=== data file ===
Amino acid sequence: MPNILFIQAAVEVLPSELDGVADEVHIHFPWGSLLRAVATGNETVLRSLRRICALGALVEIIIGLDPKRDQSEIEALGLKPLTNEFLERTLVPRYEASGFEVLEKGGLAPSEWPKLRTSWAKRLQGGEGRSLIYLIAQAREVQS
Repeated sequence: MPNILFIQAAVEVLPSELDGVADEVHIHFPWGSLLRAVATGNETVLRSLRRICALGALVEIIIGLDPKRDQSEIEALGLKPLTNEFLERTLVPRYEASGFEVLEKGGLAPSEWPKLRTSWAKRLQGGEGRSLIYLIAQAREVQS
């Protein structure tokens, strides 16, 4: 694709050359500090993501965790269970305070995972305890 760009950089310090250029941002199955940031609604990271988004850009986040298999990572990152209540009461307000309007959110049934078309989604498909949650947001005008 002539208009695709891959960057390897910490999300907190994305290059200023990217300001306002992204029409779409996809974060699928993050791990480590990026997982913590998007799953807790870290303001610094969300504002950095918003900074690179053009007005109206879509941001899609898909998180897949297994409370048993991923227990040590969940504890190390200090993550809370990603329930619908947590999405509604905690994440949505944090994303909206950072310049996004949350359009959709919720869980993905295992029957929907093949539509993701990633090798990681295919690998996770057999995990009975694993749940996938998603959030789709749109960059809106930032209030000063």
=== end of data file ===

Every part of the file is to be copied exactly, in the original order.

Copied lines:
Amino acid sequence: MPNILFIQAAVEVLPSELDGVADEVHIHFPWGSLLRAVATGNETVLRSLRRICALGALVEIIIGLDPKRDQSEIEALGLKPLTNEFLERTLVPRYEASGFEVLEKGGLAPSEWPKLRTSWAKRLQGGEGRSLIYLIAQAREVQS
Repeated sequence: MPNILFIQAAVEVLPSELDGVADEVHIHFPWGSLLRAVATGNETVLRSLRRICALGALVEIIIGLDPKRDQSEIEALGLKPLTNEFLERTLVPRYEASGFEVLEKGGLAPSEWPKLRTSWAKRLQGGEGRSLIYLIAQAREVQS
């Protein structure tokens, strides 16, 4: 694709050359500090993501965790269970305070995972305890 760009950089310090250029941002199955940031609604990271988004850009986040298999990572990152209540009461307000309007959110049934078309989604498909949650947001005008 002539208009695709891959960057390897910490999300907190994305290059200023990217300001306002992204029409779409996809974060699928993050791990480590990026997982913590998007799953807790870290303001610094969300504002950095918003900074690179053009007005109206879509941001899609898909998180897949297994409370048993991923227990040590969940504890190390200090993550809370990603329930619908947590999405509604905690994440949505944090994303909206950072310049996004949350359009959709919720869980993905295992029957929907093949539509993701990633090798990681295919690998996770057999995990009975694993749940996938998603959030789709749109960059809106930032209030000063």